Today’s post is entitled, “Tapadh Leibh”, which is Scots Gaelic for a formal thank you.  I’d like to extend sincerest appreciation to two friends from the Restigouche region, who donated roofing tin and asphalt shingles to our cause.  Generosities like this go a long way in helping new/young farmers stay out of debt in their agricultural pursuits.  Infrastructure, small or big, along with farm machinery are often the most expensive costs for a foray into livestock housing.  We are able to reduce costs by making our infrastructure portable, which lessens the amount of building materials needed to seasonally house livestock.  One can imagine how deflating and defeating it would be to take an industrial approach to farming and have to go in debt in order to build a new state of the art barn, for example.  Grass based farming circumvents that problem completely.  A more natural approach to animal husbandry allows one to slowly grow their farm.  One can grow with the enterprise and learn how to adjust and correct any unforeseen troubles as they are encountered instead of becoming overburdened and worked to exhaustion.

This year we decided to try our luck with pastured chicken and were successful as a farming family.  This winter we will reap the healthy ovalish egg fruit of our laying hens.  Next spring, we will plant our apple orchard and raspberry field.  As we continue to diversify our family farm, we would like to extend an invitation to those of you who are interested in learning about our passion for farming to contact us about farm visits.  Over the years, members of the community of Point La Nim and nearby towns and villages have often stopped in to assist us with haymaking or harvesting our gardens.  As a youngster, I can still picture family friends and community members pulling into the field with their work gloves and pick-up trucks.  Without their help, we would have had many more days making hay under the moon light.  Farming is, in essence, a community driven entity. We believe in paying it forward.  The help of community members and other like-minded organic food enthusiasts can be paid forward in so many ways when you operate a farm.  Food is usually the currency of choice.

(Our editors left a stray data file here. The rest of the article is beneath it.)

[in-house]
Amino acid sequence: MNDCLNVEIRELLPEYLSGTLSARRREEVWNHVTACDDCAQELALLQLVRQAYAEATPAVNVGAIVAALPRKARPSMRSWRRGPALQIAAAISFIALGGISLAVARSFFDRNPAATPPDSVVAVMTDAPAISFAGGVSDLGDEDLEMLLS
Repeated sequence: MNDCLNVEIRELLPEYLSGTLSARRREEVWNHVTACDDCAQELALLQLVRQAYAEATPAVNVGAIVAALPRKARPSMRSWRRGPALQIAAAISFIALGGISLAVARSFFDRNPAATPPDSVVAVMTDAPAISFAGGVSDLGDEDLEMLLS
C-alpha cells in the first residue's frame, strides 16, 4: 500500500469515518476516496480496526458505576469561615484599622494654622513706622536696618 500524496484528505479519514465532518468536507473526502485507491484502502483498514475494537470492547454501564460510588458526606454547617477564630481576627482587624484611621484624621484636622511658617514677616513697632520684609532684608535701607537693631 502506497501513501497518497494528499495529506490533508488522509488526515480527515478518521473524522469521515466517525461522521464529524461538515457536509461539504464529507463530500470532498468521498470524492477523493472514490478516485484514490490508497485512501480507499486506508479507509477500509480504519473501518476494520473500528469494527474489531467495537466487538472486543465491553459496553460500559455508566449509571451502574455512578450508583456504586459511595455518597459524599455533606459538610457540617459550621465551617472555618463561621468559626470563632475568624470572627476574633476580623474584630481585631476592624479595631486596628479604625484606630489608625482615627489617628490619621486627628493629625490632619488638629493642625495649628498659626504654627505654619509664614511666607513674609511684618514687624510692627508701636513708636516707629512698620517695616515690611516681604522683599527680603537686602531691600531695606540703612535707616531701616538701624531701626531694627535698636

In the words of our Scots Gaelic speaking ancestors, “Slainte Mhath!”  In other words, good health to all of you.


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